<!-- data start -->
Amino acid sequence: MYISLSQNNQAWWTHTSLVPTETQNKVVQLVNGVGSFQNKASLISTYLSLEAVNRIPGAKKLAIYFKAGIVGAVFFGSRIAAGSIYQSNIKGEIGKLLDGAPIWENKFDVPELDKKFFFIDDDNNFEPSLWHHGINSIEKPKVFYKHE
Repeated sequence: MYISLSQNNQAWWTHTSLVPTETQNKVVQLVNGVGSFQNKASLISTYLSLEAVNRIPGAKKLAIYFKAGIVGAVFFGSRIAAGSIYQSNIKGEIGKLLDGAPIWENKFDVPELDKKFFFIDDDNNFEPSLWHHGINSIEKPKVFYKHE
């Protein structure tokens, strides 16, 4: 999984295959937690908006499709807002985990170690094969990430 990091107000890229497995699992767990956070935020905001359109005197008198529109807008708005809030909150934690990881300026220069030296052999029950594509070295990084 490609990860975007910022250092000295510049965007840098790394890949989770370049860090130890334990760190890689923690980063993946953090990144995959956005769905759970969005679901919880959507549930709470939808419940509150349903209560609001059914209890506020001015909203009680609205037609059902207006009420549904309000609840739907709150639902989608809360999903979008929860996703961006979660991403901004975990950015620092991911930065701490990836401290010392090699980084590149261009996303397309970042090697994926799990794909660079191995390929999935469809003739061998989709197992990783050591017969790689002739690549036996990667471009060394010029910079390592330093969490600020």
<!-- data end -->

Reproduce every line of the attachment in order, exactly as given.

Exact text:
Amino acid sequence: MYISLSQNNQAWWTHTSLVPTETQNKVVQLVNGVGSFQNKASLISTYLSLEAVNRIPGAKKLAIYFKAGIVGAVFFGSRIAAGSIYQSNIKGEIGKLLDGAPIWENKFDVPELDKKFFFIDDDNNFEPSLWHHGINSIEKPKVFYKHE
Repeated sequence: MYISLSQNNQAWWTHTSLVPTETQNKVVQLVNGVGSFQNKASLISTYLSLEAVNRIPGAKKLAIYFKAGIVGAVFFGSRIAAGSIYQSNIKGEIGKLLDGAPIWENKFDVPELDKKFFFIDDDNNFEPSLWHHGINSIEKPKVFYKHE
């Protein structure tokens, strides 16, 4: 999984295959937690908006499709807002985990170690094969990430 990091107000890229497995699992767990956070935020905001359109005197008198529109807008708005809030909150934690990881300026220069030296052999029950594509070295990084 490609990860975007910022250092000295510049965007840098790394890949989770370049860090130890334990760190890689923690980063993946953090990144995959956005769905759970969005679901919880959507549930709470939808419940509150349903209560609001059914209890506020001015909203009680609205037609059902207006009420549904309000609840739907709150639902989608809360999903979008929860996703961006979660991403901004975990950015620092991911930065701490990836401290010392090699980084590149261009996303397309970042090697994926799990794909660079191995390929999935469809003739061998989709197992990783050591017969790689002739690549036996990667471009060394010029910079390592330093969490600020």